Chang-rae Lee
Chang-rae Lee signed copies of "Native Speaker" at the University's Community/Staff Day Oct. 12. The University gave away 100 copies of the book as a special door prize.

photo: Denise Applewhite


New faculty member gets novel welcome to Princeton

by Jennifer Greenstein Altmann
When novelist Chang-rae Lee arrived at Princeton this summer as a professor in the Council of the Humanities and the Program in Creative Writing, he received quite a greeting. Hundreds of people in the Princeton community were reading his novel "Native Speaker," which was selected as the first book in a program that encourages members of a community to read the same book at the same time.


The Princeton Reads program, which launches Oct. 20, will hold more than 15 discussion groups about "Native Speaker" at various locations in Princeton. Author Chang-rae Lee will talk about the book at 7:30 p.m. Wednesday, Oct. 23, at Princeton High School's auditorium. For free tickets or to register for a discussion group, call the Princeton Public Library at (609) 924-9529, ext. 220.

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Lee is delighted that his new hometown has embraced his work as the first selection of the Princeton Reads program. "Princeton seems in some ways the ideal situation" for the program because of the town's small size, said Lee.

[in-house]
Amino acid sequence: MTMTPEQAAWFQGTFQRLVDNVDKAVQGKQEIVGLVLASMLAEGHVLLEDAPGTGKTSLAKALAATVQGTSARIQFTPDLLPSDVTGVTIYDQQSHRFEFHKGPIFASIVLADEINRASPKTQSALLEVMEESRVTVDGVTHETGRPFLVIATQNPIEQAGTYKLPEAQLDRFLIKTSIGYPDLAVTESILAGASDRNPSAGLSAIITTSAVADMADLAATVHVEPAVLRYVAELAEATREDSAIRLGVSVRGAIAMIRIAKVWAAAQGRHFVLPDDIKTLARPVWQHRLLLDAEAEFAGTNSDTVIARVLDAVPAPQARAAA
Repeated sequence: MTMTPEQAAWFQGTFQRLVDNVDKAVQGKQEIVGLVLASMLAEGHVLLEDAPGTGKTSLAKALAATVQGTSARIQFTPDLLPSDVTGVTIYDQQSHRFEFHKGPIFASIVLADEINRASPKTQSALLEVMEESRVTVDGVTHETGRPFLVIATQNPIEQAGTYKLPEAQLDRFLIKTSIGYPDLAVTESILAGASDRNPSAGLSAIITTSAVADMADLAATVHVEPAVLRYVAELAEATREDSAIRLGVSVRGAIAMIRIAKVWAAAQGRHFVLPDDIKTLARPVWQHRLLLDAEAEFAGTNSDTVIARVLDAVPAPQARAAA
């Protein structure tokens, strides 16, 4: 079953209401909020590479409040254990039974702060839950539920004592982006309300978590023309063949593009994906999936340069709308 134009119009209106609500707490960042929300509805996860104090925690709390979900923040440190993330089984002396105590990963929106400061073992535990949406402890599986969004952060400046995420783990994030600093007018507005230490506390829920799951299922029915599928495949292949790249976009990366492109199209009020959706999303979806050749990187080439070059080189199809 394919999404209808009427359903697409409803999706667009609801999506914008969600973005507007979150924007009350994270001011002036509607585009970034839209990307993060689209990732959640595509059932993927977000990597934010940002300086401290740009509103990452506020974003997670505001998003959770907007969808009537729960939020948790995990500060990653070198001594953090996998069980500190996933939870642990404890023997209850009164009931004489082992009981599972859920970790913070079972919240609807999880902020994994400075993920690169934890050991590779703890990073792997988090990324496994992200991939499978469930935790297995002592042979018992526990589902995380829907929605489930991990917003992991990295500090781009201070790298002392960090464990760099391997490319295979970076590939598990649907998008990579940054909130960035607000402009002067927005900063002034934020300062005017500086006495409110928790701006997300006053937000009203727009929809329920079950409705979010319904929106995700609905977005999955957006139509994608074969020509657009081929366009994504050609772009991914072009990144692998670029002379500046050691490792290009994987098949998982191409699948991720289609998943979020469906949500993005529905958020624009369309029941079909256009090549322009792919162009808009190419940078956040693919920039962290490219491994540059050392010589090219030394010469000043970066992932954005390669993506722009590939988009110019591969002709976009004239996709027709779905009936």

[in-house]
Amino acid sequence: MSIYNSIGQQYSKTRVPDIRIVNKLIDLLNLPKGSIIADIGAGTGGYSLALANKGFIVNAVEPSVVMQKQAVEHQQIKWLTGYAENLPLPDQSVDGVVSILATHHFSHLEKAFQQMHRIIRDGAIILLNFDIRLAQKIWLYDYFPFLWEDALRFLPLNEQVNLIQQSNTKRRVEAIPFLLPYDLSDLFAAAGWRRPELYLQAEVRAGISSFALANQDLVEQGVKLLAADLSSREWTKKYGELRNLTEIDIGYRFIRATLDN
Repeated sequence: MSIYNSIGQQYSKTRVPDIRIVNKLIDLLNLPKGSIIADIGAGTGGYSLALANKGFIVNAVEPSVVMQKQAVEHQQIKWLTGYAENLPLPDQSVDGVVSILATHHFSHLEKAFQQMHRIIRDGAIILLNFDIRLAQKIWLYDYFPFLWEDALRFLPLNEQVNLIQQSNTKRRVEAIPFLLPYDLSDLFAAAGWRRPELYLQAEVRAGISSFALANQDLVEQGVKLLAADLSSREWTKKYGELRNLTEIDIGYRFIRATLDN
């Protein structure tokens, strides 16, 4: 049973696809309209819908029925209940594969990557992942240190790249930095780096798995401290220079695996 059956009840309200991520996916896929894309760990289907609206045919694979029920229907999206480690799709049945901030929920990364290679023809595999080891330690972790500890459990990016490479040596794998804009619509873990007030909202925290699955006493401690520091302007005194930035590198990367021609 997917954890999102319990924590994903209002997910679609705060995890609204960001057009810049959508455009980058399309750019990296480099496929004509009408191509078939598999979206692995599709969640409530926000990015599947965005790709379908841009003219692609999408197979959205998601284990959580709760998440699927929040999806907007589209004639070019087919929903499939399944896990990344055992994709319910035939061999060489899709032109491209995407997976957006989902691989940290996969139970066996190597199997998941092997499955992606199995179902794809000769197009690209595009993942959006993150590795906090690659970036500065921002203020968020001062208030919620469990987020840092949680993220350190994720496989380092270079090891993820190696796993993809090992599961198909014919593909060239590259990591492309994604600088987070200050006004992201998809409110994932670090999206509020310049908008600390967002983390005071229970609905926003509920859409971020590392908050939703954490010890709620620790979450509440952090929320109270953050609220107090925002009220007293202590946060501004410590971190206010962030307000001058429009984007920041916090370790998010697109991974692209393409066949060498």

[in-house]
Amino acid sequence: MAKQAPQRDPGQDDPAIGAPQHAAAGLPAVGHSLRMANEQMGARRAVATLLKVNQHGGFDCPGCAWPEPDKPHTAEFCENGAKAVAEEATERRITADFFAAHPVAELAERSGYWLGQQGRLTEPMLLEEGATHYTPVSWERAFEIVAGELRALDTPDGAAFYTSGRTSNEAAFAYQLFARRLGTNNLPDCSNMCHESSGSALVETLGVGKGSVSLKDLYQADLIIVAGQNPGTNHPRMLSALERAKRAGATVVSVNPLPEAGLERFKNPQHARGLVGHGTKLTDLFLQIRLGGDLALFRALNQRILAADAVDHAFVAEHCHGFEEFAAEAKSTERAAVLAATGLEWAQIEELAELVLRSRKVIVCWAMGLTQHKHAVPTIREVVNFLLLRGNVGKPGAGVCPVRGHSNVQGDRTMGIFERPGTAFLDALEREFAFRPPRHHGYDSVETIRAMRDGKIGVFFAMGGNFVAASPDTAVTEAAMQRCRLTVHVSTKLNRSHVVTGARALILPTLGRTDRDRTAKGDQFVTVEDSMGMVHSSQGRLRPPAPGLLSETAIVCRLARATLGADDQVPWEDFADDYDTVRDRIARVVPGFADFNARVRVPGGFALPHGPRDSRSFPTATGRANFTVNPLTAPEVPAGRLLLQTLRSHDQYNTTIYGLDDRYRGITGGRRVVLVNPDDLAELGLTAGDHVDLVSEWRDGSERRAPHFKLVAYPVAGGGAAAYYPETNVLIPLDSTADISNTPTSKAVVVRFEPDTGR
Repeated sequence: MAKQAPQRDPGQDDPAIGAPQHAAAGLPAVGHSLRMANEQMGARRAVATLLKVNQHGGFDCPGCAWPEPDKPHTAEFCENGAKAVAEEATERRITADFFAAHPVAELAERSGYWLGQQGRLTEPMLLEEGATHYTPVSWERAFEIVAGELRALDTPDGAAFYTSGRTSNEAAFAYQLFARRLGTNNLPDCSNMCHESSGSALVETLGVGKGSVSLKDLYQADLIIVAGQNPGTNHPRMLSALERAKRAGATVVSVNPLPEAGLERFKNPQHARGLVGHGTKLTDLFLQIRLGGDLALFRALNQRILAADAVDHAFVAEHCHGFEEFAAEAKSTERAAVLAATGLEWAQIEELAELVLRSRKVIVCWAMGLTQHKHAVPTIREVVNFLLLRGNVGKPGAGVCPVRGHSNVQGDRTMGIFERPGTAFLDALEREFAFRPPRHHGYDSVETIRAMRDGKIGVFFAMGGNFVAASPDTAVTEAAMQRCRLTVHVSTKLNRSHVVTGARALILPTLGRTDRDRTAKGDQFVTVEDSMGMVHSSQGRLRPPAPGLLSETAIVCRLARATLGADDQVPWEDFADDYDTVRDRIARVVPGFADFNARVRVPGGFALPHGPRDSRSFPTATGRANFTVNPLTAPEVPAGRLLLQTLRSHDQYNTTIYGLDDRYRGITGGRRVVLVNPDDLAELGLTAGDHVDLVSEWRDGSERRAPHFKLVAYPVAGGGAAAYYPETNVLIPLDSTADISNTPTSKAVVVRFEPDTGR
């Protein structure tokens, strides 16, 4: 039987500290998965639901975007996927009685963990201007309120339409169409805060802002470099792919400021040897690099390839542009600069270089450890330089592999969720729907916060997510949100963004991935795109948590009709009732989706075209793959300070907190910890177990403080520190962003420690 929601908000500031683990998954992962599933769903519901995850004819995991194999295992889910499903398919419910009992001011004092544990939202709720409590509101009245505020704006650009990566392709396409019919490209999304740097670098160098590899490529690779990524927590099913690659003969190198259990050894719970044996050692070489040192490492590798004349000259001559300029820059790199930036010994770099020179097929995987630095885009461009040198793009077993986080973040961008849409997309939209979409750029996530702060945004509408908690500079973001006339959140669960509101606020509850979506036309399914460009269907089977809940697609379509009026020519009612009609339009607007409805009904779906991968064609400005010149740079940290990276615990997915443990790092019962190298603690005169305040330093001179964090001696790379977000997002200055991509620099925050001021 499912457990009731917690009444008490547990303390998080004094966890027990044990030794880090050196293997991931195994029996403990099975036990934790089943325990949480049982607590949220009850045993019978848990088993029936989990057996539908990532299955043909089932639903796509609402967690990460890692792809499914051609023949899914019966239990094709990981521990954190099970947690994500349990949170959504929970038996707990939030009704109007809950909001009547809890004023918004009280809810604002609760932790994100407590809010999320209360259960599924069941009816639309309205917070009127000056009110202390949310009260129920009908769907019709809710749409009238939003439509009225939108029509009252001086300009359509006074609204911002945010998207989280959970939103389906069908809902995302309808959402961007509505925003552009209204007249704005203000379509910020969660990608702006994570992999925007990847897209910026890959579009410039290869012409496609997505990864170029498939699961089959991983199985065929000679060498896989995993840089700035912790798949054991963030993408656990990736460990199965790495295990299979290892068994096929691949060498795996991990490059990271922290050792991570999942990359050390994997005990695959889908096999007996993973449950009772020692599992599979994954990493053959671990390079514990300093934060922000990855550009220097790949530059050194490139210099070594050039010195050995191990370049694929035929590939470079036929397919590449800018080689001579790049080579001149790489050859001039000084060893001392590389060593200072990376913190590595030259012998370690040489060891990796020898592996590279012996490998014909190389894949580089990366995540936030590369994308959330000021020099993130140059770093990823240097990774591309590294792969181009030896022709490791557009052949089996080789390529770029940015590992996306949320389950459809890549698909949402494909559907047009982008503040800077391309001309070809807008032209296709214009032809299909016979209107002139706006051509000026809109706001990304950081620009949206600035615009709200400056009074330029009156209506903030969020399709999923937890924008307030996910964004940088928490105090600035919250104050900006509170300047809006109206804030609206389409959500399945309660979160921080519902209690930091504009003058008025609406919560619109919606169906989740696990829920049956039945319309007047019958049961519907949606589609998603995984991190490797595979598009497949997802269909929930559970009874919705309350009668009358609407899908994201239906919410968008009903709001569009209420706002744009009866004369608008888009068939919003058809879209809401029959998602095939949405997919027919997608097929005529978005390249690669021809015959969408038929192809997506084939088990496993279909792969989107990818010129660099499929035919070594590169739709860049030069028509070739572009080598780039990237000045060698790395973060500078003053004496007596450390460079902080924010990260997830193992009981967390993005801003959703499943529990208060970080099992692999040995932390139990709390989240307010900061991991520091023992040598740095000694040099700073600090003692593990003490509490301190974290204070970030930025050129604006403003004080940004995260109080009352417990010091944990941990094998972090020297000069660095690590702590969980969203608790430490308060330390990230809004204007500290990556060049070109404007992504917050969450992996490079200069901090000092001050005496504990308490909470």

A native of Korea, Lee immigrated to the United States at the age of 3. His writings explore the themes of identity, belonging and assimilation. "Native Speaker," his first novel, tells the story of a Korean-American outsider who is involved with espionage. The book won the Ernest Hemingway Foundation/PEN Award, the American Book Award and other honors. It was one of two finalists chosen for a proposed reading program in New York City that was later disbanded.

His second book, "A Gesture Life," is a narrative about an elderly medic who treated Korean "comfort women" during World War II. The novel, which won the Anisfeld-Wolf Prize in Fiction and the Asian-American Literary Award for Fiction, earned Lee a spot on The New Yorker magazine's list of the 20 best American writers under 40. "A Gesture Life" was chosen as the fifth book in Seattle's reading program.

Alexander Nehamas, the Edmund Carpenter II Class of 1943 Professor in the Humanities, has described Lee as "one of the most prominent and promising Asian-American authors of this generation." As Lee settled into his new home in Princeton, he talked to the Princeton Weekly Bulletin about his approach to teaching writing and what draws him to explore certain stories in his fiction.

The full story is available in the Weekly Bulletin.





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